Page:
Women Share

Home Birth vs. Hospital Birth In Malaysia: Which Is Best?

Expectant mothers are divided when it comes to this ongoing debate. Ellen Whyte speaks to three women who share their experiences

By The Weekly | April 2, 2015

Isabel with her son, Zachary, and husband, Zed. (Photo: Song/Picture This)


“I discovered I was pregnant just a month after we were married,” shares Isabel Ling McKenna, a 30-year-old veterinarian from Kuala Lumpur. “We hadn’t even been on our honeymoon yet! We were living in Australia and we’d planned to have a wedding dinner in Malaysia, then go mountain climbing, so it was a bit of a shock.

“I spent most of my pregnancy in Australia. I went for the usual checkups, read up to learn about pregnancy, and I also saw a midwife and an antenatal teacher who gave me lots of support.

“A lot of what I read offered conflicting advice, so it was hard to decide what would work best. We moved back to Malaysia just before the birth, which also narrowed my options.

“In Australia, home births are quite normal, and I decided I wanted to opt for that even though I was moving back here. I’ve always hated needles, and my sister had a bad time in hospital. I wanted to be in control of my own body.

“At 30 weeks all the tests showed that everything was looking good. If there had been a problem, it would have meant the hospital for sure, so I was relieved. The only problem was that we couldn’t find a midwife or any sort of medical support. The doctor I asked was not supportive of home births at all.

“Despite that, the birth was wonderful. My mucus plug came out a week before my contractions started.

“On the day, the boiler wasn’t working so my husband Jed and my mum filled up the bath by hand. I sat on my exercise ball, visualising a soft open cervix and my baby descending as I’d learned in Calmbirth classes in Australia. When I got in the bath, I felt so good. The warmth of the water soothed the contractions and made everything feel right. There was only one moment in transition when the baby was crowning that I almost panicked. But my family was around me, supporting me, and I felt alright again.

“Jed caught our son Zachary Francis McKenna at 8.38am; the birth took less than four hours! It was all a bit fast and I think that if I do get pregnant again, I’d like to sit back and enjoy it more next time.”


Hayati gave birth after 12 hours of contractions! (Photo: Song/Picture This)


“When I fell pregnant, I went to see my mum’s gynaecologist,” shares Hayati Muzaffar, a 30-year-old IT Marketing Executive. “Everyone kept telling me how painful childbirth is but that it’s all worth it.”

“In my 20th week I discovered hypnobirthing and The Gentle Birthing Group on Facebook. I went to some meetings, did my reading, and decided on a home birth. I wanted my child to be born lovingly by his own parents at home, rather than in a foreign environment. I also wanted a labour where I wouldn’t be told what to do.

“My husband Mu’aaz and I went to hypnobirth classes and bought a kids’ pool. When my labour started, we set it up in the master bedroom.

“The birth itself was really easy. It was a very enjoyable, empowering and spiritual experience. I did it without pushing and I didn’t tear at all. I think the bath helped a lot because it’s comforting and I lost all sense of time. To me the birth felt quick but it actually took 17 hours from start to finish. There were 12 hours of contractions and five hours of active birth.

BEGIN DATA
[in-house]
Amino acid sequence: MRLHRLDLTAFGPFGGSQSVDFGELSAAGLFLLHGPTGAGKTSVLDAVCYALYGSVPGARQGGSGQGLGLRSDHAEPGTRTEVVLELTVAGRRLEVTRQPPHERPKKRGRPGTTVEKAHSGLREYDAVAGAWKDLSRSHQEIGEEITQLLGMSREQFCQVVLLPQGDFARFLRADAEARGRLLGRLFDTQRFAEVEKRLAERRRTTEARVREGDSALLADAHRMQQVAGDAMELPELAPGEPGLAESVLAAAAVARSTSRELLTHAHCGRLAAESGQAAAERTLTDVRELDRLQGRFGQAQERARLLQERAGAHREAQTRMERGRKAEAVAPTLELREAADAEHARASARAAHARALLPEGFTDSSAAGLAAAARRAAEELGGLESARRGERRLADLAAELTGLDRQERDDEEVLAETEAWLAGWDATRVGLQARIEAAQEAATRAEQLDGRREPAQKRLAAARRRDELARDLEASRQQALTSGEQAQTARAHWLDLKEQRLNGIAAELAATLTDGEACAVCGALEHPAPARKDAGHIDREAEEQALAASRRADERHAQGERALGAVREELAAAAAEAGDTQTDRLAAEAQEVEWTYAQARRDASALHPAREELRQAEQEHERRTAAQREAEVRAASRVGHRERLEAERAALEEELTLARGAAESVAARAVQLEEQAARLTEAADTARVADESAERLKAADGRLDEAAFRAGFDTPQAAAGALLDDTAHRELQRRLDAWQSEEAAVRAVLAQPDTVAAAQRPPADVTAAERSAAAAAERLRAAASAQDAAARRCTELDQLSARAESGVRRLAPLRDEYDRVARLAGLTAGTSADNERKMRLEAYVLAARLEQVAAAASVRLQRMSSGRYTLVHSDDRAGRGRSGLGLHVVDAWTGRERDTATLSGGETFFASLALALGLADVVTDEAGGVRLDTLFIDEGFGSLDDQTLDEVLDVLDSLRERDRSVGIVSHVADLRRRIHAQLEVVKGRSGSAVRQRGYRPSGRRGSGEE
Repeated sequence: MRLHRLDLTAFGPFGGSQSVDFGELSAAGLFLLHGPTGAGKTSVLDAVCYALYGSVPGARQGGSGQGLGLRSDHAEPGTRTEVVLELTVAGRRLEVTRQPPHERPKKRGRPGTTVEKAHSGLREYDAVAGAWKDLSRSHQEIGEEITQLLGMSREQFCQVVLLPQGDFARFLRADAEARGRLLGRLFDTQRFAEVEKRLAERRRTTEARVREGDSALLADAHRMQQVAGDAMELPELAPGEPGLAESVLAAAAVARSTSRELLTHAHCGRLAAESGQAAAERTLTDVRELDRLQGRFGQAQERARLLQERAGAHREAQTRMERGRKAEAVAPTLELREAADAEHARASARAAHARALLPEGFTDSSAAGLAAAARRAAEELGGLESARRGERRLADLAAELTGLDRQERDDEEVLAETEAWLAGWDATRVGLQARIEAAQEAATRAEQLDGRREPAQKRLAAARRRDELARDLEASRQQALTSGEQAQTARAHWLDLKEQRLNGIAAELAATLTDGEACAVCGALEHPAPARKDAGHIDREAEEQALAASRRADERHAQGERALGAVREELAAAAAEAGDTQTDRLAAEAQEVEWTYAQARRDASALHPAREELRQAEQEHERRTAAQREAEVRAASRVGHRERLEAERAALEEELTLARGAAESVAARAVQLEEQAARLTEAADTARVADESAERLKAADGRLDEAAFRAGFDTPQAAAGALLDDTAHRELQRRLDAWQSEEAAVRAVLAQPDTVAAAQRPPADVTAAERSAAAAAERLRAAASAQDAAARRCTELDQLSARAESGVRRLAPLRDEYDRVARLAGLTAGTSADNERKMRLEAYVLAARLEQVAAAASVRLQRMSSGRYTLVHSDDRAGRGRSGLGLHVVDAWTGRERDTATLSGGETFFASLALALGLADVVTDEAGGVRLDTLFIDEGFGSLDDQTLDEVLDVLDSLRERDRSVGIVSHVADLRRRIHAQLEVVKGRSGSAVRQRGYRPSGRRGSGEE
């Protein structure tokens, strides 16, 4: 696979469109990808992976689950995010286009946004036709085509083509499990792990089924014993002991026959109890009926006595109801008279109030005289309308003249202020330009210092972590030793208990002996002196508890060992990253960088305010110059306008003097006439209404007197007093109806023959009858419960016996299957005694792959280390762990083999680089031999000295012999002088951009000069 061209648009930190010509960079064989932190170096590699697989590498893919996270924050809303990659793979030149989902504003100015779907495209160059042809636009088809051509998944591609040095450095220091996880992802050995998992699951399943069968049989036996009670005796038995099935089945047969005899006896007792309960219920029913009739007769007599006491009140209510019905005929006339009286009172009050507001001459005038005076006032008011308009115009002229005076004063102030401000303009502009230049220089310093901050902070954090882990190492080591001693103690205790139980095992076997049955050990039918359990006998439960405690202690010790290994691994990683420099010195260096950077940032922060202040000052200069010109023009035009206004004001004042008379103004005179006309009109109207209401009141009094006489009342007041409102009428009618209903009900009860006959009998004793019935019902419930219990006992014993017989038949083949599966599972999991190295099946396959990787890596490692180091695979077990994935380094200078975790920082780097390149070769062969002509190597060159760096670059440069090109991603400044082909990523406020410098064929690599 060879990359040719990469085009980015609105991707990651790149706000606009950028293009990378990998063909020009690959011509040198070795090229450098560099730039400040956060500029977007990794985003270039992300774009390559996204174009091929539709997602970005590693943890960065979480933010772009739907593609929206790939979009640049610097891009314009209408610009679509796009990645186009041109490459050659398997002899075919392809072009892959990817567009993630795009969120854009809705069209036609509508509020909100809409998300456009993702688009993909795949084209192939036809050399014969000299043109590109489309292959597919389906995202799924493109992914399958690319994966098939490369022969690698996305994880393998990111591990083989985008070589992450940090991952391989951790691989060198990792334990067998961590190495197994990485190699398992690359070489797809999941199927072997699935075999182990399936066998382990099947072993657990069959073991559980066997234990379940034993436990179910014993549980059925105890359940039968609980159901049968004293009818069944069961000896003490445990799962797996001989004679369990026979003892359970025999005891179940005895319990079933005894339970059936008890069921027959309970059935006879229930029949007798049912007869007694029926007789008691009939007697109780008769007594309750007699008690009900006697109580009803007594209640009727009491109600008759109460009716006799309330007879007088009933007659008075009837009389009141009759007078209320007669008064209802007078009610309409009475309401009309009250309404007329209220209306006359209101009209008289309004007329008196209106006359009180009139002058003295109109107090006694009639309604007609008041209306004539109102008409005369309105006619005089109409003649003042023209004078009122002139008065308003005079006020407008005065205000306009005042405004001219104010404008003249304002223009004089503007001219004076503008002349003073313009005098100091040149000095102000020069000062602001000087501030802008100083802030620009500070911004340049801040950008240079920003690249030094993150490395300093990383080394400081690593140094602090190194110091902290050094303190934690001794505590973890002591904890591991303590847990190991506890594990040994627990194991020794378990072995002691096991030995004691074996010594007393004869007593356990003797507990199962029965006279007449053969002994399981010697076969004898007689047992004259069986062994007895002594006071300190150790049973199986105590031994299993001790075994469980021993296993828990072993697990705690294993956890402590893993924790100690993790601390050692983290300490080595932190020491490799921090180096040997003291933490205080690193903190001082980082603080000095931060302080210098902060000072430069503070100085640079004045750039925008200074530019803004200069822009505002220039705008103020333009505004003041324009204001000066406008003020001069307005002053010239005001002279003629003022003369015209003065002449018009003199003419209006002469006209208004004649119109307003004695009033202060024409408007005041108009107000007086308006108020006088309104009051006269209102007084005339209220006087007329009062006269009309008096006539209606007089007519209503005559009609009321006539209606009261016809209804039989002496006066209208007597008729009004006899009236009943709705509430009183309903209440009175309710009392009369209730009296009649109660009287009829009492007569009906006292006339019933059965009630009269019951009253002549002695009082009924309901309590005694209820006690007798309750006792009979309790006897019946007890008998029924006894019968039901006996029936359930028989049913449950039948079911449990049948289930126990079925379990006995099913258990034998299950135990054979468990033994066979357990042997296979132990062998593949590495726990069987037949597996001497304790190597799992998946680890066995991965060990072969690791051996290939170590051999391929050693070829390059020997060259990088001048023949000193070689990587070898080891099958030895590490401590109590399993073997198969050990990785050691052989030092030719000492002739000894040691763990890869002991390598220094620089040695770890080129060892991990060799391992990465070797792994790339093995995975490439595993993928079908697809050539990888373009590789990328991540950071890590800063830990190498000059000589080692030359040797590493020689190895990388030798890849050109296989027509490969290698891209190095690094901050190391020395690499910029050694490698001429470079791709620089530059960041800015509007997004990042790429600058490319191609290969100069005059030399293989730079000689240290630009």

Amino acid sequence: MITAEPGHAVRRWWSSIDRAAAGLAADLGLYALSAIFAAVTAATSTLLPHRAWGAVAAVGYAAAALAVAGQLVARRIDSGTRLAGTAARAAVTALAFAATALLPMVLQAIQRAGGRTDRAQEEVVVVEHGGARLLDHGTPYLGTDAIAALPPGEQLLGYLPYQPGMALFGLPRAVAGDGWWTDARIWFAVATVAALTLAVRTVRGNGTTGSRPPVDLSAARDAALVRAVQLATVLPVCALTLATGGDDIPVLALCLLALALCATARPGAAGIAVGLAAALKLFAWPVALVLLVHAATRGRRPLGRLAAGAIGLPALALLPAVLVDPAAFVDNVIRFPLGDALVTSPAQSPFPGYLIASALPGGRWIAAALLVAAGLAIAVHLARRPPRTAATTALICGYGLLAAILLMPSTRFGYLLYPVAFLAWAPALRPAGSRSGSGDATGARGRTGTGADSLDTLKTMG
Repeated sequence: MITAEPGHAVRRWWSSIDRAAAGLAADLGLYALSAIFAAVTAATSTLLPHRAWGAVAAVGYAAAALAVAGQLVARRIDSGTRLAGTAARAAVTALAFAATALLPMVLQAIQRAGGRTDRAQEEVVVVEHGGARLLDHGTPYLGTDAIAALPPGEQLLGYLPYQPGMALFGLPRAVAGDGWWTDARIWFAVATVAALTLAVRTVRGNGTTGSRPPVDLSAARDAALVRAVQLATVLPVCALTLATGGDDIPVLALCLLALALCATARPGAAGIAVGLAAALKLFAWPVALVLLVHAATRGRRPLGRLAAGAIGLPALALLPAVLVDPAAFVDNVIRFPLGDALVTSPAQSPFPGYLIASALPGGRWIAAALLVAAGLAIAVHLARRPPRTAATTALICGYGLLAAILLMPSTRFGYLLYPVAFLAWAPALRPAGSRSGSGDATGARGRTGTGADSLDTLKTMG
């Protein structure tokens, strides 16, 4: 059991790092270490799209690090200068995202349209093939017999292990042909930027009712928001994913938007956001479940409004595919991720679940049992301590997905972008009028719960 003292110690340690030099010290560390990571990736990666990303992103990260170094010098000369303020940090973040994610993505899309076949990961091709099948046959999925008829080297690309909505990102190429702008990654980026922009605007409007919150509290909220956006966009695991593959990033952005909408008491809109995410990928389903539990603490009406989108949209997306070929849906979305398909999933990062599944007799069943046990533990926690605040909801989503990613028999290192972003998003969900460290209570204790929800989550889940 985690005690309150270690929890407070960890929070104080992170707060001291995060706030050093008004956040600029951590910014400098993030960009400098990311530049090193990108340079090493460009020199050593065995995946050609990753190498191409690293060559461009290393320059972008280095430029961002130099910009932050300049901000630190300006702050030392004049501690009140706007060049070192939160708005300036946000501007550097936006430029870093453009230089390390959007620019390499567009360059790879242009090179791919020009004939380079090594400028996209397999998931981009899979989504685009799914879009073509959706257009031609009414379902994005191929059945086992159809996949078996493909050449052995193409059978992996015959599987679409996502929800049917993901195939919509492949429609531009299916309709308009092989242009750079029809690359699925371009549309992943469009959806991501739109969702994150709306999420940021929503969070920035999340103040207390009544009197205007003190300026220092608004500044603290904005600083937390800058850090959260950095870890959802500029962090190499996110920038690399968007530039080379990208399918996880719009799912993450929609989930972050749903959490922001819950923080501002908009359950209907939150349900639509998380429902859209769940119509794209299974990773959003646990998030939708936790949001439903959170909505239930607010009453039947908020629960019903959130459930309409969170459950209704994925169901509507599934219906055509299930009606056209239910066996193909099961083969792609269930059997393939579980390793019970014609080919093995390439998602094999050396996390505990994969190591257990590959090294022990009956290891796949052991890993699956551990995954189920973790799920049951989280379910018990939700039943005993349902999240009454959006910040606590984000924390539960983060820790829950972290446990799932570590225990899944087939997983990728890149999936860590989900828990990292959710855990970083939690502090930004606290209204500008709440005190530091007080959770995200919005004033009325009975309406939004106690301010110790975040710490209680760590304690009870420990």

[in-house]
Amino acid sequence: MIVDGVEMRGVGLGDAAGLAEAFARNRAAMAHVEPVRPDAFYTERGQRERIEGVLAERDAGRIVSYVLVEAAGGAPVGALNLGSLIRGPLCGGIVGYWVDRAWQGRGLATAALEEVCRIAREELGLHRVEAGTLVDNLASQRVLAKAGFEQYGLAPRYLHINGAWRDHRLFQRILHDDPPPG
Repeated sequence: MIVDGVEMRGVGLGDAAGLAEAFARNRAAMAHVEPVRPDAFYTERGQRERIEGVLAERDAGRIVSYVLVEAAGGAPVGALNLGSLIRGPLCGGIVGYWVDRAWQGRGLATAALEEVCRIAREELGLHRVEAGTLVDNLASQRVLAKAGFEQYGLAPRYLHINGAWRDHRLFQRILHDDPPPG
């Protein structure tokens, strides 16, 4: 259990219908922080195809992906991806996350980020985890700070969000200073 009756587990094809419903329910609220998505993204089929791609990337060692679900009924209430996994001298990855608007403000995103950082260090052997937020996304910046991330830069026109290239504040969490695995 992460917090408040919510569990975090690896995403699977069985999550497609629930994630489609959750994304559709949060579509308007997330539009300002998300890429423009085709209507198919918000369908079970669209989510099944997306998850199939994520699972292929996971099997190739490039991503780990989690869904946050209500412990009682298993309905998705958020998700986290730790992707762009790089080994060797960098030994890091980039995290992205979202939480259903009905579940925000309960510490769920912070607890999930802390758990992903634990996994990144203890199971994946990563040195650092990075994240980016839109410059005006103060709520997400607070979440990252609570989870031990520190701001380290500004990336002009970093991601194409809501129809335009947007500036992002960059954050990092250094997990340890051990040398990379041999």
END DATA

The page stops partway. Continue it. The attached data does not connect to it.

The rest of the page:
“Of course, if there had been a special circumstance during the labour, we’d have rushed to the hospital that’s just 10 minutes down the road.”


Jane, pictured here with her husband and two kids, Kyson and Xinfaye. (Photo: Song/Picture This)


“When I delivered my daughter Xinfaye, I relied totally on my gynaecologist,” says Jane Wong, a 39-year-old 3D Computer Animator from Ipoh. “Having an episiotomy (a surgical cut made in the vagina during childbirth) was my ultimate fear. I knew it’s not always done in the West but my doctor said that Asians are built differently and made me have one.

“I couldn’t feel a thing when Xinfaye was born. But afterwards I couldn’t move for 10 days because of the tearing, and for a whole year I couldn’t do my gymnastics. I was a mess.

“When I fell pregnant with my second child, Kyson, I was terrified. Then, a month before the birth I found out about hypnobirthing. It was a complete revelation. I attended a class conducted by Madam Soo (a certified hypnobirthing practitioner) and we were given the contact for a doctor who doesn’t do episiotomies and who would support me in arranging for a birth plan.

“Ideally you should take hypnobirthing classes over a period of time, but Madam Soo gave me and my husband an accelerated course. However, as there was little time for us to prepare for that, I decided in the end to have a water birth in a hospital. My new doctor was really supportive.

“When my contractions started and we went to the hospital, the birthing pool was under maintenance, which was a shame. However, everything else went well. I felt no fear or pain. Being able to move around was also a real blessing. I ended up giving birth while kneeling on the bed with my back to the doctor.

“When it was over I thought, ‘Wow, that was easy! Is that all?’ I was just amazed. Because I was so relaxed I only had a tiny tear. It took me zero time to recover. I felt great and I could concentrate on looking after my baby.”

This story first appeared in The Malaysian Women’s Weekly’s February 2013 issue.

If you would like to find out more, visit:

There are currently two private hospitals that offer water birthing:

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